The Gophers, who rushed the ball 70% of the time on their way to a 9-4 record, at times looked like a service academy without the fun of running the Wishbone.
During training camp, Morgan focused on his accuracy and Ciarrocca fined-tuned the details that the Gophers hope will result in a more dynamic attack, be it by land or air. Certainly, they want to have a more balanced run-pass mix like they had in 2019, when they ran the ball 63.4% of the time and passed it 36.6%.
Ciarrocca, though, put his spin on what he considers a balanced offense.
"If we need to run for 300 yards to win the game, we'll run for 300 yards," he said. "And if we need to throw for 350 and run for 150, that's what we'll be able to do. When I've been in charge of offenses that have been really good, that's what we've been able to do."
Pushing to be better
Morgan, who'll be starting his 40th game for the Gophers, is comfortable working with Ciarrocca again, trying to pick up where they left off.
"It was a really good feeling for everybody back here," Morgan said. "He pushes us every day to be at our best. … The standard is the standard, and he definitely upholds the standard for your offense."
Morgan at his peak in 2019 was something special. He had the best statistical season in school history, setting program records for passing yards (3,253), touchdown passes (30) and completion percentage (66%, 210-for-318), among others. The sky looked like the limit with Morgan.
That, however, didn't materialize. Ciarrocca left for Penn State, and the offense suffered. The Gophers, who scored 34.1 points per game in 2019, dropped to 27.3 in 2020 and 25.5 last year.
Sanford helped Mohamed Ibrahim emerge as the 2020 Big Ten running back of the year when he rushed for more than 1,000 yards in seven games, but Morgan's passing yards per game fell to 196.3 in 2020 and 157.2 last year. The Gophers passed an average of 19.8 times per game in 2021 — fourth-to-last nationally.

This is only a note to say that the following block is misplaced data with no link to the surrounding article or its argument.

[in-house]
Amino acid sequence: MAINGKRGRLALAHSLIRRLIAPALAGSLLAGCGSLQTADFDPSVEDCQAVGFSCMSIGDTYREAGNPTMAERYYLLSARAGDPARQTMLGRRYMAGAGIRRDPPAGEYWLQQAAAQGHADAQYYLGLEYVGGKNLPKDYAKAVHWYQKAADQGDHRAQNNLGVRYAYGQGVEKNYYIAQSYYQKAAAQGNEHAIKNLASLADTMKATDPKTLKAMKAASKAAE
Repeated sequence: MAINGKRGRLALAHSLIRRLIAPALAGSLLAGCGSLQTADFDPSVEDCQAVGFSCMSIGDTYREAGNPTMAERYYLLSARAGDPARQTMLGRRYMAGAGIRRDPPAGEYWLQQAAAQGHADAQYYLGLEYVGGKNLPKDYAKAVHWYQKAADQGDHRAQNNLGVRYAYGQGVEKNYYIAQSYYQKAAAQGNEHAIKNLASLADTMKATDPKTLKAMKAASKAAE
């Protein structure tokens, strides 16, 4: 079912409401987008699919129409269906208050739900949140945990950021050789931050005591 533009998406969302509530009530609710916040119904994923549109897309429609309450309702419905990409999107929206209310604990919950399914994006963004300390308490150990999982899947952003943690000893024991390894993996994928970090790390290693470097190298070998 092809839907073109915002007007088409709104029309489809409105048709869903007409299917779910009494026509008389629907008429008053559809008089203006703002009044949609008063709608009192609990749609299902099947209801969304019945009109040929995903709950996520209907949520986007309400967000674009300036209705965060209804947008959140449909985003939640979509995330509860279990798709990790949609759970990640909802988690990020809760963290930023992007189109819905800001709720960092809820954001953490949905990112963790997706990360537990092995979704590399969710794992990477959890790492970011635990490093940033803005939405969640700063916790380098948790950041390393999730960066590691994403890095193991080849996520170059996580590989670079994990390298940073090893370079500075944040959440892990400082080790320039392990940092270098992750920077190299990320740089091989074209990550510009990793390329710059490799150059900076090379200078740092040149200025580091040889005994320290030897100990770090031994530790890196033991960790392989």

A victorious suggestion
The second historical snapshot to remember when assessing Ciarrocca's influence came in 2018 on a Friday night against Indiana. The Gophers, in Morgan's first career start, built a 31-9 lead only to see the Hoosiers rally to tie the score 31-31 in the fourth quarter. With 1:40 to play, the Gophers took over at their 33-yard line, and Ciarrocca had a suggestion for Fleck.
"Coach Ciarrocca said, 'Hey, Coach, you mind if we end this game?'" Fleck said. "I said, 'I don't mind if we end this game. Whaddya talking about? You wanna take a knee and go overtime?'"
No, Ciarrocca had a play in mind. The Gophers ran play-action slant patterns all game, but this time Ciarrocca had Bateman run a slant-and-go route from the slot. Bateman made a jab step to sell the slant but sprinted past the Hoosiers defender and collected Morgan's pass in stride for the winning 67-yard touchdown connection.
“If we need to run for 300 yards to win the game, we'll run for 300 yards. And if we need to throw for 350 and run for 150, that's what we'll be able to do.”
That serves as an example of how the 57-year-old Ciarrocca can be a valuable counterbalance for his 41-year-old boss. Fleck and Sanford didn't have a coaching history together, but Ciarrocca once was Fleck's superior at Rutgers.
Ever since hiring Ciarrocca in December, Fleck has spoken of how seamless the transition has been.
"It doesn't feel like a second time around; it really doesn't," Fleck said. "… It's been fun to watch the camaraderie he has with the offense and the confidence they have in what we're doing."